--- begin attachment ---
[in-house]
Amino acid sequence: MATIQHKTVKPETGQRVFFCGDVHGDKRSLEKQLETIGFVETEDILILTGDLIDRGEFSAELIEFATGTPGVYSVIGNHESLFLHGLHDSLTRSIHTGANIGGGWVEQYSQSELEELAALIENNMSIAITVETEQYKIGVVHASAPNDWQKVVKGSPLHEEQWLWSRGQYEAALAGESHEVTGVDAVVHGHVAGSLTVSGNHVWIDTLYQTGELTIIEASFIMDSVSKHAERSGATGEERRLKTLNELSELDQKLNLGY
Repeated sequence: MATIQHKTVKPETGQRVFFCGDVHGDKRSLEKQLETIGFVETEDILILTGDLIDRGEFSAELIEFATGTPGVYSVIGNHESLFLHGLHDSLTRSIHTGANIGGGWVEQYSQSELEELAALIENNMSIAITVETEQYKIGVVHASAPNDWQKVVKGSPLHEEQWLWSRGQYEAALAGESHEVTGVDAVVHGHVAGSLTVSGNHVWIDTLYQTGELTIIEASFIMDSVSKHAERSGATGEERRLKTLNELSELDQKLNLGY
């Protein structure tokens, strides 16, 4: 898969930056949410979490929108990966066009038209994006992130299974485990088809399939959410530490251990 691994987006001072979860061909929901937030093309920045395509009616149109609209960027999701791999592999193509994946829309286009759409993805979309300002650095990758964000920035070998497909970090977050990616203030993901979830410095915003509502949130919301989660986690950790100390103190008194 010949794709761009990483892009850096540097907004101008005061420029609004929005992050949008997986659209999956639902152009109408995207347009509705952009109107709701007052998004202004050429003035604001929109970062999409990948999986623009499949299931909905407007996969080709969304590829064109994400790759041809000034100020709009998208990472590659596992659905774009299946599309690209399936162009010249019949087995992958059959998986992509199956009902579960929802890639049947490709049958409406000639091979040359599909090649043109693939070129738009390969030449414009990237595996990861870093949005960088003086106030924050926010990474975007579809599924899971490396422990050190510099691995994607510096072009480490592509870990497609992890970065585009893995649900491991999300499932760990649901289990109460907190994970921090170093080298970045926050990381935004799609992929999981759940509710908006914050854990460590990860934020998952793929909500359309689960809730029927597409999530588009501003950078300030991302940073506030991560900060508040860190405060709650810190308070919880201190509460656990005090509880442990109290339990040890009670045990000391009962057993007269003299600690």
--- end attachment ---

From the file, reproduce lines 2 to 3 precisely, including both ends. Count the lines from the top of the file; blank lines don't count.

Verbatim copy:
Amino acid sequence: MATIQHKTVKPETGQRVFFCGDVHGDKRSLEKQLETIGFVETEDILILTGDLIDRGEFSAELIEFATGTPGVYSVIGNHESLFLHGLHDSLTRSIHTGANIGGGWVEQYSQSELEELAALIENNMSIAITVETEQYKIGVVHASAPNDWQKVVKGSPLHEEQWLWSRGQYEAALAGESHEVTGVDAVVHGHVAGSLTVSGNHVWIDTLYQTGELTIIEASFIMDSVSKHAERSGATGEERRLKTLNELSELDQKLNLGY
Repeated sequence: MATIQHKTVKPETGQRVFFCGDVHGDKRSLEKQLETIGFVETEDILILTGDLIDRGEFSAELIEFATGTPGVYSVIGNHESLFLHGLHDSLTRSIHTGANIGGGWVEQYSQSELEELAALIENNMSIAITVETEQYKIGVVHASAPNDWQKVVKGSPLHEEQWLWSRGQYEAALAGESHEVTGVDAVVHGHVAGSLTVSGNHVWIDTLYQTGELTIIEASFIMDSVSKHAERSGATGEERRLKTLNELSELDQKLNLGY